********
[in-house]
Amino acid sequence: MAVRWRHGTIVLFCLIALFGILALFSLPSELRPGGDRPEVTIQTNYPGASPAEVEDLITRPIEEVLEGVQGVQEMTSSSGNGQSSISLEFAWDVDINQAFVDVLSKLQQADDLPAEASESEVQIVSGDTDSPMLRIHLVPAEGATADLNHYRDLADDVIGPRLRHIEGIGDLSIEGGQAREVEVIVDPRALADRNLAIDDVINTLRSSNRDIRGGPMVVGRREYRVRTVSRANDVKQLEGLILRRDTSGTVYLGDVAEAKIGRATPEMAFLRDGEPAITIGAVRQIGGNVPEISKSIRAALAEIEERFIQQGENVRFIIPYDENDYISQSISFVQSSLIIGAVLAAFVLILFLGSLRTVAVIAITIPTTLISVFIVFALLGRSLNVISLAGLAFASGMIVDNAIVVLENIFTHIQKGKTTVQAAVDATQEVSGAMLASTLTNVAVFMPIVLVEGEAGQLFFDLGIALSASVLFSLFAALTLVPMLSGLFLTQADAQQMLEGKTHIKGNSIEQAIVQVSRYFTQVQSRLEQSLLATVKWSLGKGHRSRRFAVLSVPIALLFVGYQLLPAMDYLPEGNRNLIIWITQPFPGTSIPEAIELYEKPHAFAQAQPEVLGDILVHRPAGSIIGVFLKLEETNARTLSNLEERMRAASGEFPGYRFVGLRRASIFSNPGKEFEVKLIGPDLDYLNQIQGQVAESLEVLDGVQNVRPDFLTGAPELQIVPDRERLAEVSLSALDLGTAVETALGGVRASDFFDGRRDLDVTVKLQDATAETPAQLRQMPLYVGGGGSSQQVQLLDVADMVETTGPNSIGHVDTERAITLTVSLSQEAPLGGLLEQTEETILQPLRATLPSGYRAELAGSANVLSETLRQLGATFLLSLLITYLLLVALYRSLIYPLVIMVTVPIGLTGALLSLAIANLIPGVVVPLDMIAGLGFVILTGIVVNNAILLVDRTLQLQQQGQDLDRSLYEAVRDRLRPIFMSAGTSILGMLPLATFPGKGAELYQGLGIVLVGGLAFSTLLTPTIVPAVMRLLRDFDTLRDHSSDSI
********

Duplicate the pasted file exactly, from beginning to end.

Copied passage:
[in-house]
Amino acid sequence: MAVRWRHGTIVLFCLIALFGILALFSLPSELRPGGDRPEVTIQTNYPGASPAEVEDLITRPIEEVLEGVQGVQEMTSSSGNGQSSISLEFAWDVDINQAFVDVLSKLQQADDLPAEASESEVQIVSGDTDSPMLRIHLVPAEGATADLNHYRDLADDVIGPRLRHIEGIGDLSIEGGQAREVEVIVDPRALADRNLAIDDVINTLRSSNRDIRGGPMVVGRREYRVRTVSRANDVKQLEGLILRRDTSGTVYLGDVAEAKIGRATPEMAFLRDGEPAITIGAVRQIGGNVPEISKSIRAALAEIEERFIQQGENVRFIIPYDENDYISQSISFVQSSLIIGAVLAAFVLILFLGSLRTVAVIAITIPTTLISVFIVFALLGRSLNVISLAGLAFASGMIVDNAIVVLENIFTHIQKGKTTVQAAVDATQEVSGAMLASTLTNVAVFMPIVLVEGEAGQLFFDLGIALSASVLFSLFAALTLVPMLSGLFLTQADAQQMLEGKTHIKGNSIEQAIVQVSRYFTQVQSRLEQSLLATVKWSLGKGHRSRRFAVLSVPIALLFVGYQLLPAMDYLPEGNRNLIIWITQPFPGTSIPEAIELYEKPHAFAQAQPEVLGDILVHRPAGSIIGVFLKLEETNARTLSNLEERMRAASGEFPGYRFVGLRRASIFSNPGKEFEVKLIGPDLDYLNQIQGQVAESLEVLDGVQNVRPDFLTGAPELQIVPDRERLAEVSLSALDLGTAVETALGGVRASDFFDGRRDLDVTVKLQDATAETPAQLRQMPLYVGGGGSSQQVQLLDVADMVETTGPNSIGHVDTERAITLTVSLSQEAPLGGLLEQTEETILQPLRATLPSGYRAELAGSANVLSETLRQLGATFLLSLLITYLLLVALYRSLIYPLVIMVTVPIGLTGALLSLAIANLIPGVVVPLDMIAGLGFVILTGIVVNNAILLVDRTLQLQQQGQDLDRSLYEAVRDRLRPIFMSAGTSILGMLPLATFPGKGAELYQGLGIVLVGGLAFSTLLTPTIVPAVMRLLRDFDTLRDHSSDSI